Proteomic analysis of laser capture microdissected human prostate cancer and in vitro prostate cell lines

David K. Ornstein, John W. Gillespie, Cloud P. Paweletz, Paul H. Duray, Judi Herring, Cathy D. Vocke, Suzanne L. Topalian, David G. Bostwick, W. Marston Linehan, Emanuel F. Petricoin, Michael R. Emmert-Buck

Research output: Contribution to journalArticlepeer-review

Abstract

Specific populations of normal and malignant epithelium from three radical prostatectomy tissue specimes were procured by laser capture microdissection (LCM) and analyzed by two-dimensional polyacrylamide gel electrophoresis (2-D PAGE). Six proteins that were only seen in malignant cells and two proteins that were only seen in benign epithelium were reproducibly observed in two of two cases examined. Furthermore, these proteins were not observed in the 2-D PAGE profiles from the patient-matched microdissected stromal cell populations, but were seen in the protein profiles from the undissected whole cryostat sections. One of these proteins was determined to be prostate-specific antigen (PSA) by Western blot analysis, and intriguingly the remaining protein candidates were found to be at least as abundant as the PSA protein. Comparison of 2-D PAGE profiles of microdissected cell with matched in vitro cell lines from the same patient, and metastatic prostate cancer cell lines (LnCaP and PC3) showed striking differences between prostate cells in vivo and in vitro with less than 20% shared proteins. The data demonstrate that 2-D PAGE analysis of LCM-derived cells can reliably detect alterations in protein expression associated with prostate cancer, and that these differentially expressed proteins are produced in high enough levels which could allow for their clinical utility as new targets for therapeutic intervention, serum markers, and/or imaging markers.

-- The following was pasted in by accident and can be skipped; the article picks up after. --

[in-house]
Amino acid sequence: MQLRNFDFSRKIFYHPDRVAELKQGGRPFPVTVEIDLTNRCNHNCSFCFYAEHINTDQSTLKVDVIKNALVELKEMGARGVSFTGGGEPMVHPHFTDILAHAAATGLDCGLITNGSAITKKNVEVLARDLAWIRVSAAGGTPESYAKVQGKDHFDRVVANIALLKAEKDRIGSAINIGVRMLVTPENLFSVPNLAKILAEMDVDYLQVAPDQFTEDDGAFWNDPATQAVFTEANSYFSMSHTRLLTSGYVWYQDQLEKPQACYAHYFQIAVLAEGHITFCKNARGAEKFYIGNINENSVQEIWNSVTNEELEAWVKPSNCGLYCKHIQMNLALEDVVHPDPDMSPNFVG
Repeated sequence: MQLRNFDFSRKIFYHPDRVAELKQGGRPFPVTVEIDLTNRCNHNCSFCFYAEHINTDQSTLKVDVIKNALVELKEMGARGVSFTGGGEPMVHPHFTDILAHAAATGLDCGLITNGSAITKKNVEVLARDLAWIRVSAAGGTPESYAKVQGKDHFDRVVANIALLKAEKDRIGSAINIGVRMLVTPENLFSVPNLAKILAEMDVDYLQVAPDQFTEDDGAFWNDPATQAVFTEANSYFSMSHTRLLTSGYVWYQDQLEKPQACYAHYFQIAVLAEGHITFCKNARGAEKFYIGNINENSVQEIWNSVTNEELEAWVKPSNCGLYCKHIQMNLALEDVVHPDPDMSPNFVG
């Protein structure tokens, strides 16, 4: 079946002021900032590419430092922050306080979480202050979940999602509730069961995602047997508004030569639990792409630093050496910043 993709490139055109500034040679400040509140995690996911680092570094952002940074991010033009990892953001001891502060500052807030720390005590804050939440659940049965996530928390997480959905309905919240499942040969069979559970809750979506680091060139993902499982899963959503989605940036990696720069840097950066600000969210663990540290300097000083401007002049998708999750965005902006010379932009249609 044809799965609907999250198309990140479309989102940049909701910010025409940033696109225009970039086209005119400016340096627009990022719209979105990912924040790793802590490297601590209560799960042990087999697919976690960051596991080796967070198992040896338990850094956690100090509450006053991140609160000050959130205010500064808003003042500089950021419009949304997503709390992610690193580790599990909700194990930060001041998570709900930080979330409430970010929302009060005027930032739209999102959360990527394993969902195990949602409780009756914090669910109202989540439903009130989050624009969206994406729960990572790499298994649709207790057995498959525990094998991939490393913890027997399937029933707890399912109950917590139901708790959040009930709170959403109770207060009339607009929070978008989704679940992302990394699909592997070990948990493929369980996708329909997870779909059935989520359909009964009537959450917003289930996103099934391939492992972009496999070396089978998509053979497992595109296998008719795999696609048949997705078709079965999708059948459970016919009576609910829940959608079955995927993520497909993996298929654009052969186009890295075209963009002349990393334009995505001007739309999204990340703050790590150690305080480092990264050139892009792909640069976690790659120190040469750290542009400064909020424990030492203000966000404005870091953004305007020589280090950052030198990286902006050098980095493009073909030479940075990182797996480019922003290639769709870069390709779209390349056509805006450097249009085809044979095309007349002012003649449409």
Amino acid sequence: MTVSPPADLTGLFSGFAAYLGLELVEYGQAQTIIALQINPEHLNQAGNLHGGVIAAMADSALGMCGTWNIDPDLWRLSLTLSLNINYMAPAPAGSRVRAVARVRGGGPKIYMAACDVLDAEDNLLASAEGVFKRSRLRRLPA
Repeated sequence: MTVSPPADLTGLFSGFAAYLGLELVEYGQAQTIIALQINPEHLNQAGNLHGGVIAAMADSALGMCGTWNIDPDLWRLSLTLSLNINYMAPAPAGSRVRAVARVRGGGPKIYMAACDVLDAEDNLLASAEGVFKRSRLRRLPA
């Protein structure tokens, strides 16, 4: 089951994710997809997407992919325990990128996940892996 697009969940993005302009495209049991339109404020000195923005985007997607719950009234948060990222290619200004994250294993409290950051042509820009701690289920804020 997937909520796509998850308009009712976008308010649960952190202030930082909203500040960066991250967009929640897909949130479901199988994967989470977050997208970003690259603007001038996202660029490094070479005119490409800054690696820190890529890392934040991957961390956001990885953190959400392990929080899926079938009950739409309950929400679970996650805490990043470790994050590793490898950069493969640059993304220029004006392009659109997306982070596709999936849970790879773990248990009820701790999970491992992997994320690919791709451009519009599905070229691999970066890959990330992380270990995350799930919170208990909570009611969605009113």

Original languageEnglish (US)
Pages (from-to)2235-2242
Number of pages8
JournalELECTROPHORESIS
Volume21
Issue number11
DOIs
StatePublished - Jul 17 2000
Externally publishedYes

Keywords

  • Cell culture
  • Electrophoresis
  • Laser capture microdissection
  • Pharmacoproteomics
  • Prostate cancer

ASJC Scopus subject areas

  • Analytical Chemistry
  • Biochemistry
  • Clinical Biochemistry

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